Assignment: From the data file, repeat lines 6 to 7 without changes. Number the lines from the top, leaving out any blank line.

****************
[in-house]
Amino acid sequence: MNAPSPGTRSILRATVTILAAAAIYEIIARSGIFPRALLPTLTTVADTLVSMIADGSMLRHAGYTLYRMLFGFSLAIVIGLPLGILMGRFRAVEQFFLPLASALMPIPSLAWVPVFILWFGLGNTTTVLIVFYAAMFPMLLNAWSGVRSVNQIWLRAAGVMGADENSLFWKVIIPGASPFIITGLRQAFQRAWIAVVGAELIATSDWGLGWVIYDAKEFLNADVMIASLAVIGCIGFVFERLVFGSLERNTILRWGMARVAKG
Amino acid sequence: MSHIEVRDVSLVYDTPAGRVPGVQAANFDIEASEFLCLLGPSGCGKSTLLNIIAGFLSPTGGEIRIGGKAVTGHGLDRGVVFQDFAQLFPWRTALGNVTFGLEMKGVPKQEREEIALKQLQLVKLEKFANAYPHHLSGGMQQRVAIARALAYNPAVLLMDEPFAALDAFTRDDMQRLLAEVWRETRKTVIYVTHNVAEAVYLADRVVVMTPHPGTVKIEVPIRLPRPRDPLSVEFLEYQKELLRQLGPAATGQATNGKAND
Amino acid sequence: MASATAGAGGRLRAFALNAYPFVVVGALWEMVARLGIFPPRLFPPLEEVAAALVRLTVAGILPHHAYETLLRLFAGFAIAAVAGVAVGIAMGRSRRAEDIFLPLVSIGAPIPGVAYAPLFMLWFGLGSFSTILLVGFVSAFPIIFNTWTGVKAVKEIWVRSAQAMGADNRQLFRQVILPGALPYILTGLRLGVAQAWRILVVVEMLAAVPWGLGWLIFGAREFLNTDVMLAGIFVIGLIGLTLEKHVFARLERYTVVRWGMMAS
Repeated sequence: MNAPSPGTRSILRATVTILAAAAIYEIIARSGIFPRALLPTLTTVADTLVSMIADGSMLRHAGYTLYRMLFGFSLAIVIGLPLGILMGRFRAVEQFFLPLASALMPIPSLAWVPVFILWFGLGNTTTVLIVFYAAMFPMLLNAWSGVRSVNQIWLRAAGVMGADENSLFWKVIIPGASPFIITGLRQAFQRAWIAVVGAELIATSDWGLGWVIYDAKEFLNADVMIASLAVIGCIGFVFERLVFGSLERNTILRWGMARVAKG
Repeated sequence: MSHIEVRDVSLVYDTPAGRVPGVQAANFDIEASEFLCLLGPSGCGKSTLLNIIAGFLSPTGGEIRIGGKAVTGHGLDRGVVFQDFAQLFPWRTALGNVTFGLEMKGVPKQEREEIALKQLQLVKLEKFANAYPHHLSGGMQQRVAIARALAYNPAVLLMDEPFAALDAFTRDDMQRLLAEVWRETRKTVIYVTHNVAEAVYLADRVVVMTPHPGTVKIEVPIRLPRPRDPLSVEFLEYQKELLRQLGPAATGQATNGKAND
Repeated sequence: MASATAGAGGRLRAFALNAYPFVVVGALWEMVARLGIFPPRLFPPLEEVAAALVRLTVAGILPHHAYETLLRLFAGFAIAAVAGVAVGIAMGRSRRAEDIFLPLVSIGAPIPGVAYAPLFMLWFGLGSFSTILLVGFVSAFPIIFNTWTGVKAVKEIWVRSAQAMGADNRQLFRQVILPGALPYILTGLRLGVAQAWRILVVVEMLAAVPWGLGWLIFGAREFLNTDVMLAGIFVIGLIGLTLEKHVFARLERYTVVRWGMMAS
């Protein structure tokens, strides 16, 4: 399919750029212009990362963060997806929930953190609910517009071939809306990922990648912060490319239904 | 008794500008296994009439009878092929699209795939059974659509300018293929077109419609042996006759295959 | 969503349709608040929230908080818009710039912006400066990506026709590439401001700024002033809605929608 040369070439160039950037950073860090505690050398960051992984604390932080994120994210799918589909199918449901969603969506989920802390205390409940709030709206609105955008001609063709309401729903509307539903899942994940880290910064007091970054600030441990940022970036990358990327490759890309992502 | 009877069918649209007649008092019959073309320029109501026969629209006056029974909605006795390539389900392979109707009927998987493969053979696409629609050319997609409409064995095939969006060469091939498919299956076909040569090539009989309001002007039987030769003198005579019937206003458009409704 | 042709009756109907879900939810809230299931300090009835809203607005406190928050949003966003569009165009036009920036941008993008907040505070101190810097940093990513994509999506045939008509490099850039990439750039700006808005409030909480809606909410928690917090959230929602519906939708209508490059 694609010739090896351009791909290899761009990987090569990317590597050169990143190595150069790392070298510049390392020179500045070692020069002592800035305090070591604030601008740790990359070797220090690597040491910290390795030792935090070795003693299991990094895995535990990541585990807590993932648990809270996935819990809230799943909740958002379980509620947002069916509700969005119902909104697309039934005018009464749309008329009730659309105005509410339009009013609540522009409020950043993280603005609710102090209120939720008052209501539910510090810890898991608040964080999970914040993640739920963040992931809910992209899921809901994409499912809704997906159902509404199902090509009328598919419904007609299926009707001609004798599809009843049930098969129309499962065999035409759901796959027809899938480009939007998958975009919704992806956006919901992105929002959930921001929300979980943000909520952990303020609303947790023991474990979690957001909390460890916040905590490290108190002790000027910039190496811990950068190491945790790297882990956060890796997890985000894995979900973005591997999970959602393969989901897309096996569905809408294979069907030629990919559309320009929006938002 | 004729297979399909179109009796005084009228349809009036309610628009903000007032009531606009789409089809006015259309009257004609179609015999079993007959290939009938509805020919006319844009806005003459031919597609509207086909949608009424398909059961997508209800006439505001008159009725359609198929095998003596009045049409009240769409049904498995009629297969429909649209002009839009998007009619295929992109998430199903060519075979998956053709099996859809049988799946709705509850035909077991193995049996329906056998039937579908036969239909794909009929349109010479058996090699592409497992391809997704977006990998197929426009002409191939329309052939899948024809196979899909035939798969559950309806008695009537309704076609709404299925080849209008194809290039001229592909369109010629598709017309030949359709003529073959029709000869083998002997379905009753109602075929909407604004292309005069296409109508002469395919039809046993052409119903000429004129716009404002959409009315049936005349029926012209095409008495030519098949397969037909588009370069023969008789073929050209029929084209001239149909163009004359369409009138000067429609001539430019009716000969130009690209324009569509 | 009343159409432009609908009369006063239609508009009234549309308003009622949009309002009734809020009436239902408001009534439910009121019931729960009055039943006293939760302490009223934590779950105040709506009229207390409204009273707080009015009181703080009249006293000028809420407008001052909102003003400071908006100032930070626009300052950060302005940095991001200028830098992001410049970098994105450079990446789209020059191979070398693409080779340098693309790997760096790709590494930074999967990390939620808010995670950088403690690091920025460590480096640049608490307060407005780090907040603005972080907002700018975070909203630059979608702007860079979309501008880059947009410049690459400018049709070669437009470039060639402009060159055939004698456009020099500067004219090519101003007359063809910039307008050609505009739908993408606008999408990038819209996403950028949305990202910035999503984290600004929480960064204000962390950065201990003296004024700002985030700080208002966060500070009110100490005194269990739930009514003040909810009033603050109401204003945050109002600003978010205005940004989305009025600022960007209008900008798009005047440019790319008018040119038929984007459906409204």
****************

Repeated sequence: MSHIEVRDVSLVYDTPAGRVPGVQAANFDIEASEFLCLLGPSGCGKSTLLNIIAGFLSPTGGEIRIGGKAVTGHGLDRGVVFQDFAQLFPWRTALGNVTFGLEMKGVPKQEREEIALKQLQLVKLEKFANAYPHHLSGGMQQRVAIARALAYNPAVLLMDEPFAALDAFTRDDMQRLLAEVWRETRKTVIYVTHNVAEAVYLADRVVVMTPHPGTVKIEVPIRLPRPRDPLSVEFLEYQKELLRQLGPAATGQATNGKAND
Repeated sequence: MASATAGAGGRLRAFALNAYPFVVVGALWEMVARLGIFPPRLFPPLEEVAAALVRLTVAGILPHHAYETLLRLFAGFAIAAVAGVAVGIAMGRSRRAEDIFLPLVSIGAPIPGVAYAPLFMLWFGLGSFSTILLVGFVSAFPIIFNTWTGVKAVKEIWVRSAQAMGADNRQLFRQVILPGALPYILTGLRLGVAQAWRILVVVEMLAAVPWGLGWLIFGAREFLNTDVMLAGIFVIGLIGLTLEKHVFARLERYTVVRWGMMAS